This is the dish that inspired Chef Juje!
I tried this dish for the first time a few months ago, back when I was *just* learning to cook and before I discovered online cooking classes or blogs or basically anything that would help me along my way. I didn’t know how to heat a pan and was afraid of using oil and my patience was even shorter than it is now.
Feedback from that first dish — and this is a direct quote — “Maybe you just shouldn’t cook in a pan.”
Too funny. In all honesty, the future-Mr. said this only to encourage other methods of cooking that he has found success with (he is a great chef as well!) and he by far is Chef Juje’s biggest fan (and beneficiary!). But he quickly learned that “maybe you shouldn’t…” translates to “you must run out and buy a new pan and master this skill immediately.” I became mildly consumed with this new technique and we’ve been eating a lot of pan-fried foods ever since.
So here we are. Last night’s chicken piccata attempt was much, much more successful. Feedback from last night? “Do you mind if I eat the rest of it?” Mind? Did I mind?! I was THRILLED! I don’t even care that I am eating an overpriced, under-tasting salad from our cafeteria right now because there was no more chicken left for lunch.
The recipe I used calls for brined capers, wine and lemon juice as the pan sauce. It was slightly too tart for my preferences so I may switch to using stock in place of wine next time. Also, as the caption indicates, the chicken didn’t get as great of a crust as it did for the first side of the first batch.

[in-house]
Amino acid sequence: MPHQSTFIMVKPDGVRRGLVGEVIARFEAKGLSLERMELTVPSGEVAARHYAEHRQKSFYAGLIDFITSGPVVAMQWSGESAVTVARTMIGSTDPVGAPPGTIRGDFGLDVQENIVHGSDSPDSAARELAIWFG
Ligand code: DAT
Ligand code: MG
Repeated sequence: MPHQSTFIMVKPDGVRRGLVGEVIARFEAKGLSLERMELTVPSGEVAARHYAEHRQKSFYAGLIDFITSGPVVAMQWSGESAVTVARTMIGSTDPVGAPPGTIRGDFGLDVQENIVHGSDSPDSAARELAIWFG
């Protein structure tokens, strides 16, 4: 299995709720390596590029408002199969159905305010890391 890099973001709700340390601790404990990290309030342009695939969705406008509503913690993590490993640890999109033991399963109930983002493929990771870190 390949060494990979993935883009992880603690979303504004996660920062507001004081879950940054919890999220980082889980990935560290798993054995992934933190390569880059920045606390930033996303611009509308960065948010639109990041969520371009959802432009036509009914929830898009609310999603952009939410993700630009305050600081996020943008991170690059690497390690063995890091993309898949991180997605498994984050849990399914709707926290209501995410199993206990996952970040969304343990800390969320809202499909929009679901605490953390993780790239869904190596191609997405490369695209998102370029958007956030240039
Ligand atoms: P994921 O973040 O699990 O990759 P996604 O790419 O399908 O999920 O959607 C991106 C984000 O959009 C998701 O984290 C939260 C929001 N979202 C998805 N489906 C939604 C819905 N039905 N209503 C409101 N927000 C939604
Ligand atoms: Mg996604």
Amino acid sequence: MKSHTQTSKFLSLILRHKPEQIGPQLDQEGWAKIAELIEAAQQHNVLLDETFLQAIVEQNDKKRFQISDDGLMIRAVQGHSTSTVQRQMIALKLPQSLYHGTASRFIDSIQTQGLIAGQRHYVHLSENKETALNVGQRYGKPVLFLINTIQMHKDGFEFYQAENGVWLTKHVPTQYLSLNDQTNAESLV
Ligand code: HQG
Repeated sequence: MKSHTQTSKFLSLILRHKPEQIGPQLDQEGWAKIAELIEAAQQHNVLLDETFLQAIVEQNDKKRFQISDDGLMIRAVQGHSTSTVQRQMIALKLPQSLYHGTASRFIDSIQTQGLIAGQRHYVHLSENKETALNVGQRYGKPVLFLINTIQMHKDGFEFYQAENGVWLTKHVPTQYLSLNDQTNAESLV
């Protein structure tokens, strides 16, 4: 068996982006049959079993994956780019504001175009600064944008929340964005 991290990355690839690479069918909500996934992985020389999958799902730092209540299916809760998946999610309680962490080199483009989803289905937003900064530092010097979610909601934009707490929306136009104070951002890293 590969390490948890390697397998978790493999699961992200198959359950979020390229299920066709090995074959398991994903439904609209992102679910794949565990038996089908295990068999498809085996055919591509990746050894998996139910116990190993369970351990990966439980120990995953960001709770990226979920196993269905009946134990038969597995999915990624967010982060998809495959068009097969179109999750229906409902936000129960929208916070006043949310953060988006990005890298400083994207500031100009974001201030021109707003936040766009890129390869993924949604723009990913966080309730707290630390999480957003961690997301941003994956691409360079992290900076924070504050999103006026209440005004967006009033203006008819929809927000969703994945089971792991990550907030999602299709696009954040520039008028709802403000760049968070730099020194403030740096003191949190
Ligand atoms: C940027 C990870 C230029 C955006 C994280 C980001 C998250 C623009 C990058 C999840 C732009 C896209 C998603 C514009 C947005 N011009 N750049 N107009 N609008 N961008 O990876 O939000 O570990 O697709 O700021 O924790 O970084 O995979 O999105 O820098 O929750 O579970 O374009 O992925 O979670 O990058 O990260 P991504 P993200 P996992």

For the recipe itself I direct you to Simply Recipes, since saying I “adapted” it would be a total lie and the author provides a lot of insight. For now, I have a few helpful hints.
Chicken: I used thinly-sliced chicken breasts that I then cut in half. For some reason, working with smaller pieces of chicken just works better for me. I would love to be able to use the cheap-o $1.99/lb giant chicken breasts at some point.
Heating oil/butter: The first time I added the oil it started smoking immediately. This is a sign that the pan is too hot. I discarded the oil, wiped the pan and began again over lower heat. You don’t want burnt oil to affect the flavor of your dish.
Adding wine/stock: Be careful when adding wine or stock (particularly wine) to deglaze the hot pan. I removed the pan from heat to do this. When I cook it’s still me against the fire alarm and I’m not taking any chances.
When is sauce done? I typically wait for the sauce to have a kind of (ha) sauce-like consistency. I take a wooden spoon and draw a line through the sauce. If the line forms but then is slowly covered up by the sauce, it is perfect. If no line forms, it’s not reduced enough. If the line stays for a while, it is over-reduced and I add more water.
Adding butter to sauce: Butter is added to the sauce to add shine and richness. I learned that butter should be cold so it mixes with the sauce — room temp butter might curdle in the sauce. I did not learn this first hand (thank goodness) and I don’t want you to, either.